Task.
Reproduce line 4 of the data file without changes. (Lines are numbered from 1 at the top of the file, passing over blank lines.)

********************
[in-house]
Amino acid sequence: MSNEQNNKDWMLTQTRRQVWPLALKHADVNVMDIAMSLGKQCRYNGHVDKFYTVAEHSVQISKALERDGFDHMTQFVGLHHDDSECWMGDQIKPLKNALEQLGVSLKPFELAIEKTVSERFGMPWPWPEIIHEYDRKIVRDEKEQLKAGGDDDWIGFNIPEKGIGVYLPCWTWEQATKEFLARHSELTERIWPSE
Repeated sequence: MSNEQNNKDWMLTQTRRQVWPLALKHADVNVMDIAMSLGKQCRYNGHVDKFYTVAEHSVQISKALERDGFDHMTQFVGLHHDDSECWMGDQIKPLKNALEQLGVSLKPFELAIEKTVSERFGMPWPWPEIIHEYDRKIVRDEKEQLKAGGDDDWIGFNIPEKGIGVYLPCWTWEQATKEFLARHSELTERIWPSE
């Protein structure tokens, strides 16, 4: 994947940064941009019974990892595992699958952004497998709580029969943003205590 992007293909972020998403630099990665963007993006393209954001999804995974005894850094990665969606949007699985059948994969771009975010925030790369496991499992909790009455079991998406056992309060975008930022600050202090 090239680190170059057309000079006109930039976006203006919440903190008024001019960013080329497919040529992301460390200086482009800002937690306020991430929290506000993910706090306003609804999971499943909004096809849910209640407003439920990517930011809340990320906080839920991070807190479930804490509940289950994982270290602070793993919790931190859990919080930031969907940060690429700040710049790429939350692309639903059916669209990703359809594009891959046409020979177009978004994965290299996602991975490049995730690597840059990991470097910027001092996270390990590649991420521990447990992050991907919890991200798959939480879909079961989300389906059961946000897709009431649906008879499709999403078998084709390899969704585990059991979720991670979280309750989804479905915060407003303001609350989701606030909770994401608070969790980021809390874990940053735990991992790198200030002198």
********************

């Protein structure tokens, strides 16, 4: 994947940064941009019974990892595992699958952004497998709580029969943003205590 992007293909972020998403630099990665963007993006393209954001999804995974005894850094990665969606949007699985059948994969771009975010925030790369496991499992909790009455079991998406056992309060975008930022600050202090 090239680190170059057309000079006109930039976006203006919440903190008024001019960013080329497919040529992301460390200086482009800002937690306020991430929290506000993910706090306003609804999971499943909004096809849910209640407003439920990517930011809340990320906080839920991070807190479930804490509940289950994982270290602070793993919790931190859990919080930031969907940060690429700040710049790429939350692309639903059916669209990703359809594009891959046409020979177009978004994965290299996602991975490049995730690597840059990991470097910027001092996270390990590649991420521990447990992050991907919890991200798959939480879909079961989300389906059961946000897709009431649906008879499709999403078998084709390899969704585990059991979720991670979280309750989804479905915060407003303001609350989701606030909770994401608070969790980021809390874990940053735990991992790198200030002198």